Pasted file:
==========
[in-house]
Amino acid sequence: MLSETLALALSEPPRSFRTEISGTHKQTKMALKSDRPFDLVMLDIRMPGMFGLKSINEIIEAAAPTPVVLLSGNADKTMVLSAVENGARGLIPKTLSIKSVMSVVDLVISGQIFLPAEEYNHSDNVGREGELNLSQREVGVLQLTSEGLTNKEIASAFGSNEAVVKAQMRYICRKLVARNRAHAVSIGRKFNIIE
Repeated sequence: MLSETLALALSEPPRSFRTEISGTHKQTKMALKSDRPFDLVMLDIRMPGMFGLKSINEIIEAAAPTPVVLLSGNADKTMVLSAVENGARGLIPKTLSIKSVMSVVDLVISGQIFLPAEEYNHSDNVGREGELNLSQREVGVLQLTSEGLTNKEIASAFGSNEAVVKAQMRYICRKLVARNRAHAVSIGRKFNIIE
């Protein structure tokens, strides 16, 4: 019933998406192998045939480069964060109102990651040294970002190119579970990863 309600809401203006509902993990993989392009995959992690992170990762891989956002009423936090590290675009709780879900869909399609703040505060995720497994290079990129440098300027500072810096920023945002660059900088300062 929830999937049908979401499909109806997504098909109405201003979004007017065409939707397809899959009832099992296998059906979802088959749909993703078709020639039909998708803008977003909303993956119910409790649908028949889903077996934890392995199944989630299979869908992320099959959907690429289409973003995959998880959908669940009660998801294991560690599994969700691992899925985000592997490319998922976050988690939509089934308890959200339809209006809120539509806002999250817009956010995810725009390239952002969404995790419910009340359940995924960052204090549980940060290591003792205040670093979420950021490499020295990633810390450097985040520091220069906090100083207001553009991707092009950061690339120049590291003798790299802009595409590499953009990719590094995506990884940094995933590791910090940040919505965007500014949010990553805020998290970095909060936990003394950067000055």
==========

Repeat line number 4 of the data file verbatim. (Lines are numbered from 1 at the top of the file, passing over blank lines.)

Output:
């Protein structure tokens, strides 16, 4: 019933998406192998045939480069964060109102990651040294970002190119579970990863 309600809401203006509902993990993989392009995959992690992170990762891989956002009423936090590290675009709780879900869909399609703040505060995720497994290079990129440098300027500072810096920023945002660059900088300062 929830999937049908979401499909109806997504098909109405201003979004007017065409939707397809899959009832099992296998059906979802088959749909993703078709020639039909998708803008977003909303993956119910409790649908028949889903077996934890392995199944989630299979869908992320099959959907690429289409973003995959998880959908669940009660998801294991560690599994969700691992899925985000592997490319998922976050988690939509089934308890959200339809209006809120539509806002999250817009956010995810725009390239952002969404995790419910009340359940995924960052204090549980940060290591003792205040670093979420950021490499020295990633810390450097985040520091220069906090100083207001553009991707092009950061690339120049590291003798790299802009595409590499953009990719590094995506990884940094995933590791910090940040919505965007500014949010990553805020998290970095909060936990003394950067000055």